Alcohol, all-cause mortality and long-term survival

Low alcohol intake associated with low all-cause mortality and better survival

Among regular consumers of alcoholic beverages in the Zutphen Study, average alcohol intake increased from 8 g/d in 1960 to 18 g/d in 1985 and then decreased to 13 g/d in 2000. All-cause mortality during 40 years of follow-up was 25% lower in men who drank less than 20 g alcohol per day and on average 6 g/d compared to non-drinkers. Men average aged 50 with a long-term regular alcohol intake of 20 g/d or less, had a 2.3 years longer life expectancy than those who did not use alcohol.

Wine drinkers had the best life expectancy

The life expectancy of wine drinkers (average age 50, average alcohol intake 2 g/d) was 4.7 years longer compared to those who did not use alcohol. For those who consumed on average 8 g/d alcohol as beer or spirits the difference in life expectancy from non-alcohol drinkers was 2.2 years.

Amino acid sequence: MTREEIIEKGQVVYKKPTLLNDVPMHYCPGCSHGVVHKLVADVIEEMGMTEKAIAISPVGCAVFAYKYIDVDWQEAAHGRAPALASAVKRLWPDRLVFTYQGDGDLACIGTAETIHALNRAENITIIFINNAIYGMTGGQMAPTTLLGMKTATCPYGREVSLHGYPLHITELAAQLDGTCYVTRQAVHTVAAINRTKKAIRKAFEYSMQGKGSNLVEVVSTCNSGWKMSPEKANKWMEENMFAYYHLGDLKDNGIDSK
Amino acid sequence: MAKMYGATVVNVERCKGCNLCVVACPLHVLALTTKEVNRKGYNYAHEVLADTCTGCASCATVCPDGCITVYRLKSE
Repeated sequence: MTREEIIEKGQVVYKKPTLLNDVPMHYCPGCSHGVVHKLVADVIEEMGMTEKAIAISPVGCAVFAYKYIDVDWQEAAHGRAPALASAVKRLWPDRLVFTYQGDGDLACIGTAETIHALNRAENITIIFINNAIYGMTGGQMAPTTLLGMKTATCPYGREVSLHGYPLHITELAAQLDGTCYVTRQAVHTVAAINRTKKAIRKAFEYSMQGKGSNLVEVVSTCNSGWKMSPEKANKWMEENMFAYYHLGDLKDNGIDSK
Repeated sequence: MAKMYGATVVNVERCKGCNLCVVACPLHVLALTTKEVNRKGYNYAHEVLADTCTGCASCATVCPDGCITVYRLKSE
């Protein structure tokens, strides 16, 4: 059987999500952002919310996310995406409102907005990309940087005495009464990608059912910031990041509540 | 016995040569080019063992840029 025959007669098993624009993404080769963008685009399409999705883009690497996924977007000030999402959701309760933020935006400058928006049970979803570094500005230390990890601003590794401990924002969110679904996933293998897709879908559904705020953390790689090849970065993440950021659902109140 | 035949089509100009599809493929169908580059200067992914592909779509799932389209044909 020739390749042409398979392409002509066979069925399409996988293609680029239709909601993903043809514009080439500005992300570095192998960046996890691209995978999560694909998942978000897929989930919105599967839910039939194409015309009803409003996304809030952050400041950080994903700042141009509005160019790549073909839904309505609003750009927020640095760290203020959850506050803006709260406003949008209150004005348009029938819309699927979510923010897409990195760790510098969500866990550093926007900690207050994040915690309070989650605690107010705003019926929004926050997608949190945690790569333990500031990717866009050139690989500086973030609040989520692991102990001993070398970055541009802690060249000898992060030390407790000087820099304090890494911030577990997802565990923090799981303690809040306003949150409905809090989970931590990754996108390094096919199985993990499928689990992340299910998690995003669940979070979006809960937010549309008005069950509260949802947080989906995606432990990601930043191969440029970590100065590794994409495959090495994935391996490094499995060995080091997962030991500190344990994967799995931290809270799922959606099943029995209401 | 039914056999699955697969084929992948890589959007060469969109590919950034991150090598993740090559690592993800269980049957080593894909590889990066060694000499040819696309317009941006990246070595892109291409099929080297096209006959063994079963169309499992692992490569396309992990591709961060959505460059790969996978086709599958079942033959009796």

About the Zutphen Elderly Study

The Zutphen Elderly Study is an extension of the original Zutphen Study with a sample of the same age where detailed information on the diet of all the participants was collected four times between 1985 and 2000.  Read more about the Zutphen (Elderly) Study.

More about healthy aging

From 1984 onwards, additional studies started to examine indicators of healthy ageing in the elderly populations of in the SCS and related studies.


Functional status and disability

The number of self-reported disabilities was positively related to the performance-based limitations score and did not differ between countries.

Smoking and cardiovascular disease

An analysis using data from Seven Countries Study showed that CHD mortality was 5% higher in men who smoked at least 10 cigarettes per day compared to those who never smoked.

Chronic diseases and all-cause mortality

The relations of different chronic diseases with all-cause mortality was studied from middle-age onwards in the Seven Countries Study and in old age in the FINE Study.